The Kraken Goes Back to Bed

Today I perform The Kraken Goes Back to Bed,  a solo show I wrote about unemployment, existential crises and cephalopods.


The Kraken Goes Back to Bed is a solo show by Chris Sav about trying to be a better man by becoming a squid. It follows the format of a lecture, in which the speaker presents a series of ‘cephalopodic life hacks’ – applying the attributes of a squid to the various trials of everyday life. From filling out job application forms to attempting great feats of manliness (opening a jam jar), this talk will prove that there is no task that a squid can’t do better than a human.

The show uses video, music and audience interaction to take the audience on a journey into the depths. The narrative likens one’s existential struggles to the descent into the Mariana Trench, the deepest part of the world’s oceans – a depth of which equals the distance between Lancing and Goring-by-Sea, (although it doesn’t sound as impressive when you put it like that). As the pressure increases, so does the need to adapt to the uncertain environment that lies beneath.

The theme of anxiety lies at the core of the show, a result of the millennial crisis sediment that has floated down through unemployment, precariousness and YouTube culture. The show also addresses what masculinity means in the 21st Century by parodying the expectations and traditional notions.

The Kraken Goes Back to Bed teeters between the comic and tragic by using pop culture references and deadpan physical comedy against the backdrop of an uncertain post-Brexit climate, whilst highlighting the humour and pathos that lies in wanting to embody a creature so vastly different to ourselves.

The show wavers between fact and fiction, leaving the audience to question what is real and what is not, and perhaps to accept that sometimes, just believing you are a squid is enough.


“Chris’ depiction of the kraken was pretty accurate.”   

                                                                          – 18th Century Zoologist Carl Linnaeus


Becoming Kraken (Sort of)

I’ve found myself thinking about the Mariana Trench a lot over the last few weeks. What exactly has triggered my thoughts to be directed towards the deepest part of the world’s oceans? Perhaps it was Theresa May’s inaugural speech as prime minister, in which she said:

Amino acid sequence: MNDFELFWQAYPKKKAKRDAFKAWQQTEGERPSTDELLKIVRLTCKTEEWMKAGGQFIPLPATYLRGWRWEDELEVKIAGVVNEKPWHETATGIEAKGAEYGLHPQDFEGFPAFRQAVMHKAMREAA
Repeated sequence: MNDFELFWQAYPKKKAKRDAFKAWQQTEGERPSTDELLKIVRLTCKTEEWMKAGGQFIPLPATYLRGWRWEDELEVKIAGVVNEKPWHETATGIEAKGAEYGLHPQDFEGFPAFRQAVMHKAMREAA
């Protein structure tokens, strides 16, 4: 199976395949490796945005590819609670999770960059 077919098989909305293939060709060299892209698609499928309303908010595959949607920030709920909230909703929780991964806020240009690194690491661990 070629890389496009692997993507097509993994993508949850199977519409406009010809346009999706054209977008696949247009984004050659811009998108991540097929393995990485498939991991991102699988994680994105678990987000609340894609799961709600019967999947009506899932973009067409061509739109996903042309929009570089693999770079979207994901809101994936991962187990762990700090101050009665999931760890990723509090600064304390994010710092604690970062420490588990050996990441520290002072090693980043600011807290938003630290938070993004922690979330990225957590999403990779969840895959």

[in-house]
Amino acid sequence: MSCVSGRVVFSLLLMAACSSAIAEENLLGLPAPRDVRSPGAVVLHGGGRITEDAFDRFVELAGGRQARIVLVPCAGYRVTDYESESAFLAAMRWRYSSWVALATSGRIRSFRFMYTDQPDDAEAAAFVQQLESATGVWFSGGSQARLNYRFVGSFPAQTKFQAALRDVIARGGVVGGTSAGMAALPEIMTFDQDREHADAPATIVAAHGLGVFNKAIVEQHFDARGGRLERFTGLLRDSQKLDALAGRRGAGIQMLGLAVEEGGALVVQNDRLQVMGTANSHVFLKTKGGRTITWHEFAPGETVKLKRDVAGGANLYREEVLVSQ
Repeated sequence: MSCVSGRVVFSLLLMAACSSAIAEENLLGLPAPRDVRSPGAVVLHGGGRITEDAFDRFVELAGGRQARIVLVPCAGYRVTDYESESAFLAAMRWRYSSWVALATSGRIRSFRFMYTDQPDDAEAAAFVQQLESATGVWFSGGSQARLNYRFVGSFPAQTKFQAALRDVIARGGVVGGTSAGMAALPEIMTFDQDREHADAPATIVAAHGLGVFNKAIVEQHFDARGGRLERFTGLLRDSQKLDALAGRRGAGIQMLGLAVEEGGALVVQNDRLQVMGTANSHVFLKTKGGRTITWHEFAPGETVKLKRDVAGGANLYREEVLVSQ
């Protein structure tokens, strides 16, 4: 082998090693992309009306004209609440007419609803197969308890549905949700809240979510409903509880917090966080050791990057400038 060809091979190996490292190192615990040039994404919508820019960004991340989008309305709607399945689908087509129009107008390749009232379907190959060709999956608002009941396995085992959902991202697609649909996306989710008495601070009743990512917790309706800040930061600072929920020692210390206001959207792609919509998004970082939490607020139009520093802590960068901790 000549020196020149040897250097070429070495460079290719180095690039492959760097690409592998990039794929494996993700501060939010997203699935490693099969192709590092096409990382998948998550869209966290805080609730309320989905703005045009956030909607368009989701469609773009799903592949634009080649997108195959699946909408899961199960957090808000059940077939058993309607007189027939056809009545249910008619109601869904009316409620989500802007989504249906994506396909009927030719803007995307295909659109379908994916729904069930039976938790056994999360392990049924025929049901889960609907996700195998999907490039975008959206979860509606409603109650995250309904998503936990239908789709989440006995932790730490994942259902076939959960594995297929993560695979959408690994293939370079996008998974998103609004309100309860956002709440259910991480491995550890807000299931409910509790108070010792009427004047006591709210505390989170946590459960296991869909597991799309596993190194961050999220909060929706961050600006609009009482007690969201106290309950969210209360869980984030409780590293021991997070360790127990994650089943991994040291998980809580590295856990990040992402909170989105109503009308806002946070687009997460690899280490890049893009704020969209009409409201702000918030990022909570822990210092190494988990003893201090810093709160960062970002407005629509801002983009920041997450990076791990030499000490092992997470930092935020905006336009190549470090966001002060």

“Brexit means Brexit. But it also means plunging further into the depths. David Cameron has led a one government nation further and further beneath, and it is in that spirit that I plan to steer Britain down through a water column that exerts a pressure of 1,068 bars – enough to crush the head of a grown man into a pulp.”

Soon after uttering these words, May exiled Michael Gove back to the Mariana Trench to join the rest of the snailfish, to reflect on the decisions he’d made whilst foraging for detritus along the ocean floor. I wondered if I, along with the rest of my generation, would meet the same fate. In any case, it felt wise to try and prepare to take the plunge.

However, it was indeed harder than I thought. As I sat there despondently, arm bands chafing slightly against my skin, in front of a ten-page application form for a sales assistant role at WHSmith, it was clear that I was in dire need of some motivation. A quick Google search of ‘ocean motivational quotes’ produced this:

limpet motivation

I immediately felt inspired. If I could approach life with the vociferousness of a limpet, then I would be on the right path. I was filled with a lust for life, and proceeded to fill in my name and some of my GCSE results, plunging deeper before I began to run out of steam. What I really needed was some validation of my masculinity, so I had a rummage around in the attic for my old Action Prawn™.


While all the other boys in school were playing with Action Man, I had an Action Prawn™.  It really helped me to develop the hard shell I needed to be a man, as well as being able to meet the expectation to bottle up my emotions like a ready-made Marie Rose sauce from Morrison’s.

The best thing about Action Prawn ™ was the fact that it wasn’t concerned with the usual stuff like fighting crime and battling evil, but whether it could land that dream admin assistant job. I recalled the Action Prawn theme tune, “Action Prawn / He does things / He’s enthusiastic / He’s willing to learn.” I sang it to myself over and over again like a mantra until I felt enthusiastic enough to carry on filling out the application form.

Driven by the zeal of the crustacean, I proceeded to apply for several jobs as I plunged deeper and deeper into uncertainty. I learnt to adapt, and my skin now comprised of the countless rejection emails I had received. I was like Godzilla, harnessing energy from the chaotic climate, albeit a more anxious creature (however, that’s not to say that Godzilla didn’t suffer from anxiety). After months of listening to One Direction whilst The Blue Planet was on in the background, I was ready to take up the mantle. I was applying for jobs again, and between krill sandwiches, I was filled with a new cephalopodic confidence that forced me further downwards into the unknown. What would happen when I reached the bottom? According to Naturalist and Philosopher Nigel Heidegger, the only things that can be found at a depth of 10,916 metres are sea cucumbers that had previously been discarded from salads. I was trying to be a giant squid, but perhaps I was nothing more than a sea cucumber, or worse, an ocean gherkin. All I could do was to carry on swimming deeper, to feel the dark water glide over my tentacles as I sung along to What Makes You Beautiful, and maybe I’d find the strength to emerge one day.